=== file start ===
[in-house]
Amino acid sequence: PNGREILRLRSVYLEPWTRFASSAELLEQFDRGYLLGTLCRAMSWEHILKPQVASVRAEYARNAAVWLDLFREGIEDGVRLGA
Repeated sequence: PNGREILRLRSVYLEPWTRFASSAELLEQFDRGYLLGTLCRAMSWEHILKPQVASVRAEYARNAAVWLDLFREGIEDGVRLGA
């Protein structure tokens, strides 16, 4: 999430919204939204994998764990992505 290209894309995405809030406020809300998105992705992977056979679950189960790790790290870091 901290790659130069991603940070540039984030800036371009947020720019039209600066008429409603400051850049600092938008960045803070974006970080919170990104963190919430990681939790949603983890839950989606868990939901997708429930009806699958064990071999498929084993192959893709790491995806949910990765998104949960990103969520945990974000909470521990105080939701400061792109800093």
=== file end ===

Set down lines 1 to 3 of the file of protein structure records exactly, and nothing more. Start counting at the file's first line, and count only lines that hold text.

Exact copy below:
[in-house]
Amino acid sequence: PNGREILRLRSVYLEPWTRFASSAELLEQFDRGYLLGTLCRAMSWEHILKPQVASVRAEYARNAAVWLDLFREGIEDGVRLGA
Repeated sequence: PNGREILRLRSVYLEPWTRFASSAELLEQFDRGYLLGTLCRAMSWEHILKPQVASVRAEYARNAAVWLDLFREGIEDGVRLGA